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The chess champ who may be India's answer to Warne

By Aruneel Sadadekar
June 06, 2016 10:18 IST

Zimbabwe will be the second time that the leg-spinner will represent India at the international level.
Few are aware that the then junior national chess champion represented India at the World Youth Chess Championship in Greece in 2002.
Yuzvendra Chahal, who Sunil Gavaskar hailed as the best young Indian talent of IPL 9 discusses his rise with Aruneel Sadadekar/Rediff.com

IMAGE: Yuzvendra Chahal celebrates yet another wicket. Photographs: BCCI.

Yuzvendra Chahal was named in India's squad for the limited overs series against Zimbabwe after a fine showing for the Royal Challengers Bangalore in IPL 9 that saw him finish as the second highest wicket-taker with 21 wickets from 13 games.

This will be the second time that the leg-spinner will represent India at the international level. Few are aware that Chahal, the then junior national chess champion, represented India at the World Youth Chess Championship in Greece in 2002.

Were you expecting a call from the selectors?

Frankly, I had no clue that a selection was supposed to be held for the Zimbabwe series. We (the Royal Challengers Bangalore team) had just returned from the game in Raipur against the Delhi Daredevils and I got a call from my family saying that I was selected.

I felt on top of the world. Soon my phone was busy. I celebrated it with a quiet dinner with my RCB teammates in Bengaluru.

Now when I reached my hometown in Jind, Haryana, the celebrations were enormous.

I am the first one from my district to be selected for India and we have had visitors from across the district to celebrate my selection.

Were you expecting it?

I had performed reasonably well in the last two IPL editions. My performances in domestic competitions were good. I knew that a national call wasn't too far.

 

IMAGE: RCB team-mate Travis Head congratulates Yuzvendra.

What do you think of Sunil Gavaskar's views about you?

A legend like him talking highly about me is truly a dream come true.

I need to mention that my recent success has been the result of my constant hard work.

The journey was memorable, but in no way easy.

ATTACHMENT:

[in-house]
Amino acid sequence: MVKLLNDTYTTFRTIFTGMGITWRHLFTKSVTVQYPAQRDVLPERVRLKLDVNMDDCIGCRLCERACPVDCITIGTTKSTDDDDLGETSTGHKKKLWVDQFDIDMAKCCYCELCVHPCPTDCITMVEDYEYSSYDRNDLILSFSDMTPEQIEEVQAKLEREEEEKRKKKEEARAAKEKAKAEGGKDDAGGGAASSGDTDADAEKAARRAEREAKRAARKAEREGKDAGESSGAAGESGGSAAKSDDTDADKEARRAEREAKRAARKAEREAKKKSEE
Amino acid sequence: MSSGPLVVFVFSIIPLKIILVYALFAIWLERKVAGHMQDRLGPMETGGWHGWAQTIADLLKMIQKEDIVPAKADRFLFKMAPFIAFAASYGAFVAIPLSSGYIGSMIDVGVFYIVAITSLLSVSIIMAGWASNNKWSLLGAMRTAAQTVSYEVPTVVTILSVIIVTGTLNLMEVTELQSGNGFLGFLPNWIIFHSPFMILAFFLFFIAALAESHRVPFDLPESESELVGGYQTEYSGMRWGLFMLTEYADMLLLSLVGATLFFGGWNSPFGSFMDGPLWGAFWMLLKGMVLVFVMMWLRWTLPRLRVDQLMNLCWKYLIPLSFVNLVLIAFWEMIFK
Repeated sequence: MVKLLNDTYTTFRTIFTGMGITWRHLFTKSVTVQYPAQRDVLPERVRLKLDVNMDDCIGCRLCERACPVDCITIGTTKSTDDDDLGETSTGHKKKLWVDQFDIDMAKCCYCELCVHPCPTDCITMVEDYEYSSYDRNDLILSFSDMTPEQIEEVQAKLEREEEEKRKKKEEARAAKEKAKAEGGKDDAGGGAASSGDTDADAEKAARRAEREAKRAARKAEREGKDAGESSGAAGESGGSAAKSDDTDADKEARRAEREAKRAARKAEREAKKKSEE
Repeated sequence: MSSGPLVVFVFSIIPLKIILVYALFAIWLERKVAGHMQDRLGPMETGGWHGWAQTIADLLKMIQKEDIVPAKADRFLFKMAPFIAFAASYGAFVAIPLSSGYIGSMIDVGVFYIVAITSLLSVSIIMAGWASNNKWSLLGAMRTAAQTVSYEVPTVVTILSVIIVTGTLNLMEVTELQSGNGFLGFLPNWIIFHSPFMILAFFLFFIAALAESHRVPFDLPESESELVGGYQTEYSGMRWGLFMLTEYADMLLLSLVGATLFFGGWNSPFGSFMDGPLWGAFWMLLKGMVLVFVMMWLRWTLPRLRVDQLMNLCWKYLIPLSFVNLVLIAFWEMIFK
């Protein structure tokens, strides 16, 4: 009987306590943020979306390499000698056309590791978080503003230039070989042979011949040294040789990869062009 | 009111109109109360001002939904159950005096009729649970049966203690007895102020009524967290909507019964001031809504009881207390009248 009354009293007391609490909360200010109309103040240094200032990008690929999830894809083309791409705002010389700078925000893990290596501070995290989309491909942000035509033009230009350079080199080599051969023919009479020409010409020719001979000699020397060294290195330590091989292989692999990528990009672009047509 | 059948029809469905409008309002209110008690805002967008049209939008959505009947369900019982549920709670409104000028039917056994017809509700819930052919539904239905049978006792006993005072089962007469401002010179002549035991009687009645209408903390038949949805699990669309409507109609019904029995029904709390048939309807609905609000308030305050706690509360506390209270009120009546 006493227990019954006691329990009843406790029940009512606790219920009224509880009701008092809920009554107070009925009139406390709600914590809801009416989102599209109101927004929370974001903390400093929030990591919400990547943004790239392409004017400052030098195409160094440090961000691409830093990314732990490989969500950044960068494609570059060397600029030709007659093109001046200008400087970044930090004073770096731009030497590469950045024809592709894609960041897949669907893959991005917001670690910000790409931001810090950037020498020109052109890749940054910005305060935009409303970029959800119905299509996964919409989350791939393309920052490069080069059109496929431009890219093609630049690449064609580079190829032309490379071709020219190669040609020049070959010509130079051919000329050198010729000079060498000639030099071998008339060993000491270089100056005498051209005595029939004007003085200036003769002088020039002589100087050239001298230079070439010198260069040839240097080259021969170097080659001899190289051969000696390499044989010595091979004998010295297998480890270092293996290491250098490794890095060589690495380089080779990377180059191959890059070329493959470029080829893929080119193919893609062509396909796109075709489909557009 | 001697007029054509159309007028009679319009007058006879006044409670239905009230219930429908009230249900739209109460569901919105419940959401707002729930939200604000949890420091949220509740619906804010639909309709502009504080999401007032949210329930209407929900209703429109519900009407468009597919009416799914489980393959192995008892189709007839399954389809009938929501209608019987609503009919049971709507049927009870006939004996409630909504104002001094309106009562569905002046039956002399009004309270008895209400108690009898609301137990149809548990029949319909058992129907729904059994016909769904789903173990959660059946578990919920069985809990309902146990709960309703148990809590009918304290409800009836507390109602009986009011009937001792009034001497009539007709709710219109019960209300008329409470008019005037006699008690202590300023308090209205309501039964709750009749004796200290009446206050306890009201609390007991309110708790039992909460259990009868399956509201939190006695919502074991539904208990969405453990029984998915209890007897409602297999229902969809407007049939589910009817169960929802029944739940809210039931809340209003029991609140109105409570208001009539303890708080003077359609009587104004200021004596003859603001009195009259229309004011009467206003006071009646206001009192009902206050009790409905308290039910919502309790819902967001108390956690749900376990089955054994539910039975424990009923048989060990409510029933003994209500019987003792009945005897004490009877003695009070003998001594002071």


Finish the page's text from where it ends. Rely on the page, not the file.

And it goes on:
You are a former junior national chess champion. Tell us about your journey from the 64 squares board to the cricket pitch.

I used to play both chess and cricket when I was a kid. I started showing results in chess during the initial years, but later on cricket interested me more.

I knew the road to success in cricket would be tougher, but I was ready to put in the hard work.

My cricket has benefited a lot from my chess. It has helped me keep calm in pressure situations.

Chess has helped me plan my next move and play with the mindset of a batsman.

You took most of your wickets on the batting-heaven track at the M Chinnaswamy stadium in Bengaluru. What was your plan while bowling on that pitch?

I tried to keep it simple by tossing the ball and back my spin and variations.

When you think about too many things, like ground size and the pitch, you really can't bowl your heart out in T20 cricket.

I just back my strengths.

The ground, big or small, or the pitch, whether it is turning or no, it really doesn't matter to me.

 

IMAGE: RCB skipper Virat Kohli celebrates a stunning catch to dismiss Karun Nair of the Delhi Daredevils, Yuzvendra is at right.

Tell us about your RCB skipper, Virat Kohli.

He is a true role model for any cricketer, batsmen or bowler. The way Virat trains or follows his diet plan is an inspiration to us.

He and AB (de Villiers) played a crucial role in maintaining a positive vibe in the dressing room. Virat, in particular, is extremely focused and a genuine leader.

He gifted headphones to all of us with our names written on it after the Raipur game against the Delhi Daredevils. It was a special gesture after our last league match.

You dashed into de Villiers' helmet during the celebrations after the semi-final victory over the Gujarat Lions..

(Laughs) I apologised to AB. I saw him bleeding, but such things happen in the heat of the moment.

That victory was really special. We were almost out of the tournament at the half-way stage and here we were in the final.

We may have finished second, but for me reaching the final in such a dramatic fashion makes it a memorable season.

What are your plans for the Zimbabwe series?

It is a great opportunity for me to do well for my country.

I have learned a lot in the IPL from Virat Kohli and others. Now I want to learn from Mahendra Singh Dhoni and other senior members in the team.

I will continue to back my strengths when bowling in Zimbabwe.

Aruneel Sadadekar / Rediff.com
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